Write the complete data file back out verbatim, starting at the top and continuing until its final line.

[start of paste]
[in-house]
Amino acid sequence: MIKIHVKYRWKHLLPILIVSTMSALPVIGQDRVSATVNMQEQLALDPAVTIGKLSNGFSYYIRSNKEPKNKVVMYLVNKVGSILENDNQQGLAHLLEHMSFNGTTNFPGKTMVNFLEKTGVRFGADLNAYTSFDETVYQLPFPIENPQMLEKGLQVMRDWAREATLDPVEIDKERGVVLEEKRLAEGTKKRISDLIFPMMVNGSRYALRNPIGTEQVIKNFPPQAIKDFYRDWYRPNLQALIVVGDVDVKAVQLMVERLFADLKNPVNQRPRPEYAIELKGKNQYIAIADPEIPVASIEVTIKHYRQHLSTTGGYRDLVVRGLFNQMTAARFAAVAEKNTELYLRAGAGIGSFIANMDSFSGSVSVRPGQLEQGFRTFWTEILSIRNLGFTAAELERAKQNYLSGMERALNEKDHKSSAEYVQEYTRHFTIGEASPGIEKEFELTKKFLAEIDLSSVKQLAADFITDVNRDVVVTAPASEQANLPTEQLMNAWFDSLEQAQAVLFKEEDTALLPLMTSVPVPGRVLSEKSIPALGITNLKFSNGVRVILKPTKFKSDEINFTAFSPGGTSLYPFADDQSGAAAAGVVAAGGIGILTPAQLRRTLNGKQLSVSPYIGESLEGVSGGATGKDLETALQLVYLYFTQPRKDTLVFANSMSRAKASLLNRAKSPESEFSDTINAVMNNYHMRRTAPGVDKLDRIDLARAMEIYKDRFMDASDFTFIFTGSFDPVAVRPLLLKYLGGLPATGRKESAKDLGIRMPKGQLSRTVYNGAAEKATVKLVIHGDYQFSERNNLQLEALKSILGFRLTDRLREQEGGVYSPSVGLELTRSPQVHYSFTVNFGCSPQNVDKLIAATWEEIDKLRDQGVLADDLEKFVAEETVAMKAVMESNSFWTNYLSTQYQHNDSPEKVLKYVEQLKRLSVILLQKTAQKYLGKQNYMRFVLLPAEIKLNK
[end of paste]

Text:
[in-house]
Amino acid sequence: MIKIHVKYRWKHLLPILIVSTMSALPVIGQDRVSATVNMQEQLALDPAVTIGKLSNGFSYYIRSNKEPKNKVVMYLVNKVGSILENDNQQGLAHLLEHMSFNGTTNFPGKTMVNFLEKTGVRFGADLNAYTSFDETVYQLPFPIENPQMLEKGLQVMRDWAREATLDPVEIDKERGVVLEEKRLAEGTKKRISDLIFPMMVNGSRYALRNPIGTEQVIKNFPPQAIKDFYRDWYRPNLQALIVVGDVDVKAVQLMVERLFADLKNPVNQRPRPEYAIELKGKNQYIAIADPEIPVASIEVTIKHYRQHLSTTGGYRDLVVRGLFNQMTAARFAAVAEKNTELYLRAGAGIGSFIANMDSFSGSVSVRPGQLEQGFRTFWTEILSIRNLGFTAAELERAKQNYLSGMERALNEKDHKSSAEYVQEYTRHFTIGEASPGIEKEFELTKKFLAEIDLSSVKQLAADFITDVNRDVVVTAPASEQANLPTEQLMNAWFDSLEQAQAVLFKEEDTALLPLMTSVPVPGRVLSEKSIPALGITNLKFSNGVRVILKPTKFKSDEINFTAFSPGGTSLYPFADDQSGAAAAGVVAAGGIGILTPAQLRRTLNGKQLSVSPYIGESLEGVSGGATGKDLETALQLVYLYFTQPRKDTLVFANSMSRAKASLLNRAKSPESEFSDTINAVMNNYHMRRTAPGVDKLDRIDLARAMEIYKDRFMDASDFTFIFTGSFDPVAVRPLLLKYLGGLPATGRKESAKDLGIRMPKGQLSRTVYNGAAEKATVKLVIHGDYQFSERNNLQLEALKSILGFRLTDRLREQEGGVYSPSVGLELTRSPQVHYSFTVNFGCSPQNVDKLIAATWEEIDKLRDQGVLADDLEKFVAEETVAMKAVMESNSFWTNYLSTQYQHNDSPEKVLKYVEQLKRLSVILLQKTAQKYLGKQNYMRFVLLPAEIKLNK